Why the January 6th Mob Wasn’t Stopped in Time
Plus, Perils to Free Speech from Woke and Anti-Woke.
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AMANDA CARPENTER: Why the January 6th Mob Wasn’t Stopped in Time.
The House January 6th Committee did an excellent job in its final report of proving that former President Donald Trump incited the insurrectionist mob that attacked the U.S. Capitol. What the report did not do is make any concentrated attempt to explain why the vast law enforcement and national security apparatus based in Washington failed to stop the attack.
While Trump deserves ultimate blame for the attack, many others deserve a share as well for not having prevented the attack and for the fact that it went on as long as it did. In order to prevent something similar from happening again, it’s important to study January 6th not only through a political lens but also as a massive law enforcement and security failure. After all, it is shocking how easy it was for random Trump rallygoers, who mobilized on foot as part of a widely publicized event that was broadcast live by national news media, to breach the Capitol—thought to be one of the most protected buildings in one of the most policed cities in the country—and throw Congress into complete and total disarray. How could this have happened?
THEODORE R. JOHNSON: What the Cori Bush-Byron Donalds Clash Tells Us About Black American Politics.
After fifteen attempts over several days, Kevin McCarthy finally secured enough votes to become speaker of the House, as was expected. But the fifteen minutes of fame enjoyed by congressional newcomer Byron Donalds, one of just eleven Black Republicans to serve in the House in the last 120 years, was rather unexpected. For eight successive rounds of voting, Donalds was the anti-McCarthy choice of as many as twenty MAGA Republican hardliners who held the process hostage as they extracted concessions from their speaker-to-be.
This was a major moment—not just because it was the most contested speaker election since before the Civil War, but because for the first time in American history, each party had nominated a black American to be Speaker. (Hakeem Jeffries, who succeeded Nancy Pelosi as leader of the House Democratic Caucus, was his party’s unanimous choice in every round of the speakership balloting.) Donalds’s ethnicity was a point of pride for the anti-McCarthy contingent, with Republican Chip Roy accompanying his nomination of Donalds by noting its historic nature before quickly pivoting to point out race had nothing to do with it. His colleague Scott Perry offered a pedantic history lesson a few rounds later to help justify his support for Donalds, noting that the Republican party of the mid-eighteenth century was the party of Frederick Douglass and the nation’s first black congressional members.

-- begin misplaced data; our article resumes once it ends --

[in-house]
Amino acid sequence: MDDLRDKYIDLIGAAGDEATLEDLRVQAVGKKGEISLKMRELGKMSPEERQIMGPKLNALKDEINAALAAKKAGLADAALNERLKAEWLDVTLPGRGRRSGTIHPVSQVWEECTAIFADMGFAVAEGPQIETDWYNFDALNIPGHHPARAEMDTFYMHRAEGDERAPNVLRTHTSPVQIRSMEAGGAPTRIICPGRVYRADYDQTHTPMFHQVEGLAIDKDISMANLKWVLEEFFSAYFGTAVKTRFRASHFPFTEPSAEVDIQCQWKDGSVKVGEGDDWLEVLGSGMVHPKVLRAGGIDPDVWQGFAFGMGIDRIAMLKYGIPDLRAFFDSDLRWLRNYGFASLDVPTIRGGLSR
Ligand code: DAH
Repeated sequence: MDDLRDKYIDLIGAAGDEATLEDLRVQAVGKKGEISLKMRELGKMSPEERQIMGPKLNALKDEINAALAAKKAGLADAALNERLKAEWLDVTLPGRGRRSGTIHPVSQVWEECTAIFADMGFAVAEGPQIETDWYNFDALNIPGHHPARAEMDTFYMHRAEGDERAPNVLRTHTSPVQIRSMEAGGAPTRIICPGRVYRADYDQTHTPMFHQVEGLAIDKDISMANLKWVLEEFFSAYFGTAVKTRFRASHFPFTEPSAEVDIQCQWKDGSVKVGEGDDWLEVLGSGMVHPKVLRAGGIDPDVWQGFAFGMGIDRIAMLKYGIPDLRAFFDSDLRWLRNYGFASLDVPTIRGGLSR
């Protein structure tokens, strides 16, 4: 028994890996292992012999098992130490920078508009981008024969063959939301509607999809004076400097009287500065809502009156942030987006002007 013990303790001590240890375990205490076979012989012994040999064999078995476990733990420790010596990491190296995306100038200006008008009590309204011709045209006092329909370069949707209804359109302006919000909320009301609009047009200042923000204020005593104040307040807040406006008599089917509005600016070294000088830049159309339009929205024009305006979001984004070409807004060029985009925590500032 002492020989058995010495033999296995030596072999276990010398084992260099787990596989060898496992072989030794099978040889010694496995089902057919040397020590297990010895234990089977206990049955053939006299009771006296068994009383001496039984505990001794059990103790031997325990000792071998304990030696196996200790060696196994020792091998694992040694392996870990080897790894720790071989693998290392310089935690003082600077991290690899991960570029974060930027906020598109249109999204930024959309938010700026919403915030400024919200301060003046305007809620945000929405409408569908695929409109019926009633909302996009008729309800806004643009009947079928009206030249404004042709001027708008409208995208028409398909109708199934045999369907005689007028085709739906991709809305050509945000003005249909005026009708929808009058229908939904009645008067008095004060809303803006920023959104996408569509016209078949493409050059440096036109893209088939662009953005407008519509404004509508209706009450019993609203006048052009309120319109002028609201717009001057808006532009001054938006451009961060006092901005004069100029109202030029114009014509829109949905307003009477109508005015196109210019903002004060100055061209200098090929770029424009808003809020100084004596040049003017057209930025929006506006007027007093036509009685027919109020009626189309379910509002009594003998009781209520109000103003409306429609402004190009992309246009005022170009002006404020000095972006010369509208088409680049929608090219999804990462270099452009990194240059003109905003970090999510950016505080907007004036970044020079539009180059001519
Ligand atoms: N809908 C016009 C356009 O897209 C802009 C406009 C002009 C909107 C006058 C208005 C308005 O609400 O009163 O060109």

Without his secret pact, Kevin McCarthy likely would not be Speaker. Now, the American public — and members of Congress — are in the dark about the terms of McCarthy’s agreement. Plus, will Joe Biden’s classified documents sink a prosecution of Trump? Aaron Blake joins Charlie Sykes today.
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CATHY YOUNG: Perils to Free Speech from Woke and Anti-Woke.
Another day, another battle in America’s free speech wars: This time it’s at Hamline University, a private liberal arts school in Minnesota with about 1,800 undergraduates where an adjunct professor has lost her job for showing a fourteenth-century Persian painting of the prophet Muhammad in an art class after she gave ample warnings that it could be offensive to Muslims. Granted, it’s one incident at an obscure private school. But it also points to bigger issues of the effects of identity-focused social justice politics on intellectual freedom, in an era when many believe that criticizing the left is a diversion from far more serious threats on the right.
Happy Wednesday. Don’t worry, your gas stove is safe, and so is Snoopy, who just got back from the moon. If you’re having a bad hump day, it could be worse, you could have been stuck on the Auto Train (which goes from my neck of the woods to Florida.) I’ve never understood the appeal of the auto train, but I do understand the appeal of this train ride.
The nationwide FAA ground stop… Explained by a pilot.
Take a flight… Through the amazing City Museum in Saint Louis.
A poem, by Jeffrey Sachs:
And that, said Jeffrey on Twitter that day
Is the stupidest thing I've heard anyone say.
Should teachers need parents to give their consent
Before any second of class time is spent
On answering students with questions on race?
My God. How'd we ever wind up in this place?
But to understand why the poem is so good, you have to start at the top of this thread about a school in Ohio.
No more sleeping in the office… As members can get housing reimbursements for their time in D.C.
The boring journey… Of Matthew Yglesias.
Does it come with free hats? House Dems weigh in on the “Tin Foil Committee.”
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